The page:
Tilting at Windmills, A Warning from 1605
The primal curse of Genesis remains: “with labour and toil shalt thou eat thereof all the days of thy life…In the sweat of thy face shalt thou eat bread till thou return to the earth of which thou wast taken.” All attempts to fabricate a new paradise on earth have failed, with the experiments of 20th century atheistic materialism standing as particularly deadly examples. Nevertheless, man has employed the gift of the intellect to develop ways to try to make life easier or to at least solve certain problems in our fallen world. From the most primitive tools to today’s supercomputers, technology is, in a wide sense, both “applied science [and] the things people make and use”; the word itself comes from the Greek for “art” or “skill.” Dante and Shakespeare among others, write eloquently about how it is natural to man to imitate the Creator by using or even improving upon what is found in nature. In The Winter’s Tale, for example, Shakespeare cites cross-breeding flowers as “an art / Which does mend nature—change it, rather—but / The art itself is nature.” Today, in the midst of rapid developments in technology that were recently the stuff of science fiction, mankind is faced with a Pandora’s box of future advancements with at least partially unknown consequences. We are at—or perhaps beyond—a crossroads, one that involves both the individual and the planet as a whole. Interestingly, the poets have not only sounded warnings today and as the Industrial Revolution was beginning, but also centuries earlier. One of the earliest examples pointing to this ambivalent relationship between man and the machine is the famous windmill episode in Miguel Cervantes’ 1605 comic masterpiece Don Quixote.
The Shift to Modernity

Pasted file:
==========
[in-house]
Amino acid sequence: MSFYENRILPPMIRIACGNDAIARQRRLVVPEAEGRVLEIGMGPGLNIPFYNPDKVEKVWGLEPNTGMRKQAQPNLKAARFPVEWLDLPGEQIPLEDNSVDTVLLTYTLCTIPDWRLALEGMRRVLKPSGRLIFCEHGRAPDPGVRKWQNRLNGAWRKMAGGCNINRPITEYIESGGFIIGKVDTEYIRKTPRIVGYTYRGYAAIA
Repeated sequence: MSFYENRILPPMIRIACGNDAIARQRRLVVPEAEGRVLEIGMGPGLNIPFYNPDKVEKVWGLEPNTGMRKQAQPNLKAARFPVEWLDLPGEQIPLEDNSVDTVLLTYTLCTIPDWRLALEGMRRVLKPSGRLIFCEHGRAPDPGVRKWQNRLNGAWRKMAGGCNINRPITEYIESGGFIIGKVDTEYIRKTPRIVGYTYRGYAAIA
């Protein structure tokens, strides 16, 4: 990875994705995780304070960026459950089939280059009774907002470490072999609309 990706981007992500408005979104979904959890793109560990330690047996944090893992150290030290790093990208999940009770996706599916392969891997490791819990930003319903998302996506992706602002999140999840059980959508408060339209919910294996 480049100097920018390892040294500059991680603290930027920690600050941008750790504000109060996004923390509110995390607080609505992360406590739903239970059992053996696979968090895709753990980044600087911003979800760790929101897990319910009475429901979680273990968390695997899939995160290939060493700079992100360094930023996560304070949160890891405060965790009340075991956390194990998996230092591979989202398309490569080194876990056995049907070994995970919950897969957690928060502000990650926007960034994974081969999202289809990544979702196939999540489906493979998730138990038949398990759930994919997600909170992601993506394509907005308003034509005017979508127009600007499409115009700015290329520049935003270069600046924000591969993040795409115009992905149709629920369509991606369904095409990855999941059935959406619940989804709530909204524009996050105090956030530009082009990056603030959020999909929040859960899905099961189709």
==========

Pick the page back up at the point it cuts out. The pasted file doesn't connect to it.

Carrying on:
Occurring early in the novel, this iconic moment illustrates central concerns of the work itself as well as the great cultural shift from the medieval to the early modern period. Quixote is an hidalgo, a minor nobleman, who spends his time reading chivalric romances—knights in shining armor, damsels in distress, fantastic magical adventures, and the like—until one day his wits turn, and he decides that it is his mission in life to become a knight errant, riding out to seek adventure. After an initial sally, Quixote convinces his neighbor, Sancho Panza, “a peasant and an honest man...but not very smart” to join him as his squire. So, the greatest comic odd couple in literature sets out on the dusty roads of La Mancha to right wrongs and battle foes. The episode with the windmills is, appropriately, the first adventure the two encounter and is a type for all the rest. Seeing “30 or 40 windmills” on a plain before them, Quixote’s crazy imagination turns them into what he calls “monstrous giants.” He goes on to tell Sancho that he plans to “take all their lives, and with their spoils we’ll start to get rich. This is righteous warfare, and it’s a great service to God to rid the earth of such wicked seed.” Although Sancho tries to warn him, Quixote attacks; after his lance gets stuck in one of the sails, he is lifted into the air and thrown to the earth, with his horse on top of him.